tech2 News StaffFeb 11, 2020 17:13:12 IST
The general consensus amount climate change researchers and climate action organisations is that we have a decade to cut our emissions considerably and clean up our act before the adverse effects and lasting changes resulting from climate change become irreversible. A new research review outlines that when it comes to adapting to climate change effects, both scientists and policymakers are being myopic.
The review authors argue that society should shift focus from how individuals respond to climate issues like floods and wildfires. Instead, the coming together of experts to discuss what could inspire large-scale, collective action to prevent climate catastrophes is necessary.
The researchers have arrived at this conclusion after pouring through several studies on behavioural adaptation to climate change. Most studies bring out the emphasis on the psychology of an individual, methods of coping when faced with isolated hazards, or the point of view of individual households and associated risks.
The review instead suggests exploring systems-level approaches to adaptation for entire societies. In their view, more research should look into the dynamics that would lead people to change entire systems that are currently contributing to the climate crisis by taking transformational action, but also barriers that would prevent people from embracing transformative efforts where climate and the environment is concerned.
"Thinking holistically is part of what transformation research is all about—saying we have to work together to really think differently," Robyn Wilson, lead author of the paper and a professor of risk analysis and decision science in Ohio State's School of Environment and Natural Resources, said in a statement.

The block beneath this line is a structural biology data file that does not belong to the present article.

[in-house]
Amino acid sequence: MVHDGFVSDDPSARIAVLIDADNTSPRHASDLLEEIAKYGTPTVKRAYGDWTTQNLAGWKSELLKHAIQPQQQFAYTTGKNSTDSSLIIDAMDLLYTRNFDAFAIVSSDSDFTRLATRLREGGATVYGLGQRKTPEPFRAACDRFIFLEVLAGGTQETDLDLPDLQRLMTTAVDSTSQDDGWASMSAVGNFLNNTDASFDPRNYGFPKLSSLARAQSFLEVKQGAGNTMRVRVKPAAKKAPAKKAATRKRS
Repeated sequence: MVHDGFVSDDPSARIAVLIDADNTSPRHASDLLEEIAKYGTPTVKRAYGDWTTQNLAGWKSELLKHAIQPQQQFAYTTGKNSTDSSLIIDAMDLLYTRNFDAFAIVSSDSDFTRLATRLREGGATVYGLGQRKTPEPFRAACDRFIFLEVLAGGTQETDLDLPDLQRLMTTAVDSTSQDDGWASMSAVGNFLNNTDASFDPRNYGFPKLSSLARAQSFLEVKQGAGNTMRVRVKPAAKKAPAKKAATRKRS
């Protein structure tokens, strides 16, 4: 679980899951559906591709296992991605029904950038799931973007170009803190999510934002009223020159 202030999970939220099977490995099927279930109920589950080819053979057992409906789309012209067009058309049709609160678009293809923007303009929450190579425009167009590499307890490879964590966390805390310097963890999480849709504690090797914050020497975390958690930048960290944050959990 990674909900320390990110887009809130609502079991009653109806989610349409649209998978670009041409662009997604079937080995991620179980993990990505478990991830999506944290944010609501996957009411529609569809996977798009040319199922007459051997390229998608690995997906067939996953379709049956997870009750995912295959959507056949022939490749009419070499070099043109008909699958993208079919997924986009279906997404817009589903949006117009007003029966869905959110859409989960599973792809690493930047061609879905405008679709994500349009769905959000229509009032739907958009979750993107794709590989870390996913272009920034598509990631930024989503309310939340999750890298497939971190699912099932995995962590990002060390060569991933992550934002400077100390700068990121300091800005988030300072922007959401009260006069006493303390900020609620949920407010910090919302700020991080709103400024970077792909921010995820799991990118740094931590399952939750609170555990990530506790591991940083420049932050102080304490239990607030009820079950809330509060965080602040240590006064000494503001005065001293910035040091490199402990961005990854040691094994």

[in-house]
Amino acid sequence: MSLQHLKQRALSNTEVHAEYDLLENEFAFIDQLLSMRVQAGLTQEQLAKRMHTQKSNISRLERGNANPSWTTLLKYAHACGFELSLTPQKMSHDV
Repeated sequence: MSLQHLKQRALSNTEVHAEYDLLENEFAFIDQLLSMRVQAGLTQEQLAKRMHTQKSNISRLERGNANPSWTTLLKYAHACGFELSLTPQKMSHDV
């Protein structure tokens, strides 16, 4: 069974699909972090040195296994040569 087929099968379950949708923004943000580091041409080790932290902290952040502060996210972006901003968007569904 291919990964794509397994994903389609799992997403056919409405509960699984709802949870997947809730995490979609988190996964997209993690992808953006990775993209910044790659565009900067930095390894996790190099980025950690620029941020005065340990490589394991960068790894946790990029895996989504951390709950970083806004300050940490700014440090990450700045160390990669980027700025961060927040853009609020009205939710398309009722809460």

"We can't all be individually running around doing our own thing. We need to think beyond the selfish individual who says, 'What do I need to do to be better off?'"
While Wilson believes climate catastrophe is inevitable, he also believes that humans going extinct isn't a likely scenario in this century, even under the worst conditions of global heating — by 8 or 9 degrees F.
"Fast-forward a couple hundred years and someone will be here. But if we don't think from a more transformative standpoint of how society should be structured and where we should live and how we should live, there will be a lot of losers—those with the least resources and low socioeconomic status and people in developing countries," Wilson adds. "We're living in a different world and we need to think differently about how we do things so we're all equally able to survive."
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